THE IMPORTANCE of Irish traditional music to the Irish Diaspora cannot be over stressed. Great musicians such as Tommy McCarthy, Mick Conneely, John Gannon, and Peter Carberry played key roles in fostering a sense of Irishness for their communities in London, Manchester, and Boston.
Next week’s Galway Sessions festival, which runs from June 16 to 23, celebrates the music of the Diaspora, culminating in all-star Great Gathering Concert at the Town Hall Theatre on Saturday June 22 at 8pm, featuring the Cartys, McCarthys, Conneelys, Carberrys, Gannons, as well as other household names in the tradition.
Headlining the concert is John Carty, winner of TG4’s Traditional Musician of The Year Award and founder member of popular band At The Racket. Born in London, John has established himself among the elite in Irish trad through his mastery of fiddle, banjo and flute. He will be joined on stage by Alec Finn of De Dannan.
‘I could have seen
Ahead of his forthcoming Galway appearance, Carty took some time out to talk about his London upbringing and how it shaped his artistic development. I began by asking whether, in his formative years, he ever delved into the myriad other styles of music available in a cosmopolitan capital like London?
“I was really weird, I was only ever into Irish music,” he replies with a laugh. “I’m actually more into other music now than I was back then when I could have gone to see bands like The Clash.
“Because I grew up with music in the house I was always very interested in it. I was also very lucky to meet a wonderful music teacher from Crusheen called Brendan Mulkere. He was a great teacher, he tried to get the best out of you. London was a major hub of Irish music at that time, lots of traditional musicians from all over Ireland had settled there and they would all be playing their music recreationally at the weekends.
“I had uncles from Connemara and they used to take me along to sessions and I would hear all these great musicians. Brendan Mulkere was also a promoter and that was the time when De Dannan and The Bothy Band and Planxty were all starting off and he organised a lot of their early trips to London.”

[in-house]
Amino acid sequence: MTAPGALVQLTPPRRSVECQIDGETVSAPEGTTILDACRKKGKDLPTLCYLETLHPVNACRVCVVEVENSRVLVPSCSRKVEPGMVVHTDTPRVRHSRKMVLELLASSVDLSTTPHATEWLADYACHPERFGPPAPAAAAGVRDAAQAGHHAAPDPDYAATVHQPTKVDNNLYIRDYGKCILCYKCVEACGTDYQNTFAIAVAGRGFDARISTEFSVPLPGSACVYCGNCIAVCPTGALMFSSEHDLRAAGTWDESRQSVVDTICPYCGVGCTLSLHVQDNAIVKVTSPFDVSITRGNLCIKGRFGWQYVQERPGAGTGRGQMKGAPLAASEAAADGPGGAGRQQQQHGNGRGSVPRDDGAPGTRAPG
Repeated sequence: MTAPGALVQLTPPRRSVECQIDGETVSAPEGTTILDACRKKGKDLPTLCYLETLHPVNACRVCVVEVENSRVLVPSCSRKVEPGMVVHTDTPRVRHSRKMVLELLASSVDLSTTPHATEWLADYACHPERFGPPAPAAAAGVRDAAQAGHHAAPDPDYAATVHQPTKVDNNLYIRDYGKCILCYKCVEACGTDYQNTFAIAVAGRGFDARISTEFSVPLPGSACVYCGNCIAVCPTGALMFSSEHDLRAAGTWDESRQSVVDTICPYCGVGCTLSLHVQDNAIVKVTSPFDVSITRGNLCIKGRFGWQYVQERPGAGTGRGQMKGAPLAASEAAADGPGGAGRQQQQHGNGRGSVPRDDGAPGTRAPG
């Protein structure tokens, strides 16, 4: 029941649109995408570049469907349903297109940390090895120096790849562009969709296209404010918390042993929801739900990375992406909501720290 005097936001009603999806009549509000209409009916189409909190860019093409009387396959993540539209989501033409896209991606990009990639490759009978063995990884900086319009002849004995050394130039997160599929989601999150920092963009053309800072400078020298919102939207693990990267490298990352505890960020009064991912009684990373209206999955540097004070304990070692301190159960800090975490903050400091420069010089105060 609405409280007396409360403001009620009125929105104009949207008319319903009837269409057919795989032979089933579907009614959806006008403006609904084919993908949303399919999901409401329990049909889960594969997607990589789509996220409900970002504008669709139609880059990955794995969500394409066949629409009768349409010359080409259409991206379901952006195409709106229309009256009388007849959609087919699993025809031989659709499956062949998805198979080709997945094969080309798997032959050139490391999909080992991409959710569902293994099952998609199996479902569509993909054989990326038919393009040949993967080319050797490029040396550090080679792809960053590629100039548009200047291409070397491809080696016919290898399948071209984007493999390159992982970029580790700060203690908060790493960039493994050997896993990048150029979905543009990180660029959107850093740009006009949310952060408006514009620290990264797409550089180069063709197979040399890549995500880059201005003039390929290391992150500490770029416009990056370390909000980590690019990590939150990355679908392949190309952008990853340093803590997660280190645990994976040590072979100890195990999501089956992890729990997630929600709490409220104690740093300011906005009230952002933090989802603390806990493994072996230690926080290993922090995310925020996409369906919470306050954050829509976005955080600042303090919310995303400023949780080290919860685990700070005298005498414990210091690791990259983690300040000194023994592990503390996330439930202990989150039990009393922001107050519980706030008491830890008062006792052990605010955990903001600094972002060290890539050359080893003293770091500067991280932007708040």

Carty expands on the impact made by this new wave of Irish acts such as The Bothy Band.
“I remember seeing The Bothy Band for the first time,” he says. “The music scene in London then was mostly old style and now we had bouzoukis entering the scene and that caused a lot of raised eyebrows.
“There used to be quite a diverse audience at those gigs. You’d have fellas from my father’s generation there in their suits and you had the younger folk fans because these bands were playing at the big festivals, Cambridge and the like. People didn’t take long to realise something really special was happening. All the musicians in those bands were supreme musicians.”
Carty also fondly remembers the music devotees that made up much of the audiences.
“You’d go into pubs and most of the audience knew what you were playing,” he observes. “Most of the audiences we get now are usually musicians, but at that time you had great listeners. Maybe they had never got a chance to play music themselves yet they knew the music in their heads and to get praise and approval from those great listeners you’d be thrilled.”
Back to his roots
Having grown up in London, begun playing there, and proving himself to be an outstanding multi-instrumentalist, ultimately Carty upped sticks and came back to Ireland, settling in Roscommon.
“I had always wanted to live in Ireland though I was about 30 when I moved back,” he tells me. “My wife and I had a child on the way and it seemed an obvious time to make a move. I always wanted to play music on a more professional basis and if I had stayed in London I would probably still just be doing pub sessions and the like. When I moved back here I started getting the opportunity to record albums, that wouldn’t have happened had I stayed in London.”
Carty enthuses about sharing the stage with so many other fine musicians in the Great Gathering Concert and it is, without doubt, a stellar line-up. Other highly respected London musicians include the McCarthys - Jacqueline (concertina), Marion (uilleann pipes and whistle), Bernadette (fiddle and piano) and Tommy jnr (fiddle).
Fiddler Mick Conneely, a native of Clifden, will appear with his daughter, banjo player Bernie. Also featuring is Annette Roland on banjo and vocals along with Leeds accordionist Verena Commins, guitarist James McClelland, and special guest Dessie O’Halloran, another legend and veteran of the London-Irish traditional music scene.
Peter Carberry will be joined by his daughter Angelina Carberry on banjo, and accompanied by John Blake. From across the Atlantic, Boston-born Colm Gannon will lead a team of Irish-American musicians. Completing the line-up are Rue De Canal a Franco-Irish band based in Brussels.
Tickets are €20 and available from the Town Hall on 091 - 569777 and www.tht.ie